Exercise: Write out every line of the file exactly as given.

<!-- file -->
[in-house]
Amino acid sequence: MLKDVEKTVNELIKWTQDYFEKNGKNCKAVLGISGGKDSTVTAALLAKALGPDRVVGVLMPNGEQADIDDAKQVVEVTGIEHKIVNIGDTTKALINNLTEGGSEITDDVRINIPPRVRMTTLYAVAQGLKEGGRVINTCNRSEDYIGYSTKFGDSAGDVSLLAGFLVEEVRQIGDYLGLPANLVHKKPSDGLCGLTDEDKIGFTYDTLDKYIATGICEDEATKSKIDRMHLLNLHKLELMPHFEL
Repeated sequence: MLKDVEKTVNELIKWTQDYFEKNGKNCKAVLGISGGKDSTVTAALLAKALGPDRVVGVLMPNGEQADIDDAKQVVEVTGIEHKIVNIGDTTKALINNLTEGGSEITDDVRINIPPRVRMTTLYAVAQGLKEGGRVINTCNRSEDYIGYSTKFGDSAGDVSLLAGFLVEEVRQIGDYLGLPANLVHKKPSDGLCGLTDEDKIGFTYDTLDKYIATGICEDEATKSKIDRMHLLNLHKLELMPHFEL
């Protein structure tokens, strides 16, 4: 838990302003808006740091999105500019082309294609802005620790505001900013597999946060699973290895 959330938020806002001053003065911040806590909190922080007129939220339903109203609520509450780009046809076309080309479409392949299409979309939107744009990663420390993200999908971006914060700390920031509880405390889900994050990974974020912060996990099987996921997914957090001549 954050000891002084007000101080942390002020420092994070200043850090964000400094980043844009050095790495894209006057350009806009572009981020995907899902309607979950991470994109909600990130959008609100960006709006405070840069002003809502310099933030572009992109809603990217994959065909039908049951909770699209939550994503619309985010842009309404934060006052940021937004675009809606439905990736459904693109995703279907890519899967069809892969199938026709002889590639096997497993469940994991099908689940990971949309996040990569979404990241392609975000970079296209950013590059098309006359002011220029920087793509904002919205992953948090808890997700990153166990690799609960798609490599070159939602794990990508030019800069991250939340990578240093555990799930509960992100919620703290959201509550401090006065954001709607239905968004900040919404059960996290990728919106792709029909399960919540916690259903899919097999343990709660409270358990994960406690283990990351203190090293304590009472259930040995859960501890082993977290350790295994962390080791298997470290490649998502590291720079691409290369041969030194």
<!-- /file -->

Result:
[in-house]
Amino acid sequence: MLKDVEKTVNELIKWTQDYFEKNGKNCKAVLGISGGKDSTVTAALLAKALGPDRVVGVLMPNGEQADIDDAKQVVEVTGIEHKIVNIGDTTKALINNLTEGGSEITDDVRINIPPRVRMTTLYAVAQGLKEGGRVINTCNRSEDYIGYSTKFGDSAGDVSLLAGFLVEEVRQIGDYLGLPANLVHKKPSDGLCGLTDEDKIGFTYDTLDKYIATGICEDEATKSKIDRMHLLNLHKLELMPHFEL
Repeated sequence: MLKDVEKTVNELIKWTQDYFEKNGKNCKAVLGISGGKDSTVTAALLAKALGPDRVVGVLMPNGEQADIDDAKQVVEVTGIEHKIVNIGDTTKALINNLTEGGSEITDDVRINIPPRVRMTTLYAVAQGLKEGGRVINTCNRSEDYIGYSTKFGDSAGDVSLLAGFLVEEVRQIGDYLGLPANLVHKKPSDGLCGLTDEDKIGFTYDTLDKYIATGICEDEATKSKIDRMHLLNLHKLELMPHFEL
């Protein structure tokens, strides 16, 4: 838990302003808006740091999105500019082309294609802005620790505001900013597999946060699973290895 959330938020806002001053003065911040806590909190922080007129939220339903109203609520509450780009046809076309080309479409392949299409979309939107744009990663420390993200999908971006914060700390920031509880405390889900994050990974974020912060996990099987996921997914957090001549 954050000891002084007000101080942390002020420092994070200043850090964000400094980043844009050095790495894209006057350009806009572009981020995907899902309607979950991470994109909600990130959008609100960006709006405070840069002003809502310099933030572009992109809603990217994959065909039908049951909770699209939550994503619309985010842009309404934060006052940021937004675009809606439905990736459904693109995703279907890519899967069809892969199938026709002889590639096997497993469940994991099908689940990971949309996040990569979404990241392609975000970079296209950013590059098309006359002011220029920087793509904002919205992953948090808890997700990153166990690799609960798609490599070159939602794990990508030019800069991250939340990578240093555990799930509960992100919620703290959201509550401090006065954001709607239905968004900040919404059960996290990728919106792709029909399960919540916690259903899919097999343990709660409270358990994960406690283990990351203190090293304590009472259930040995859960501890082993977290350790295994962390080791298997470290490649998502590291720079691409290369041969030194």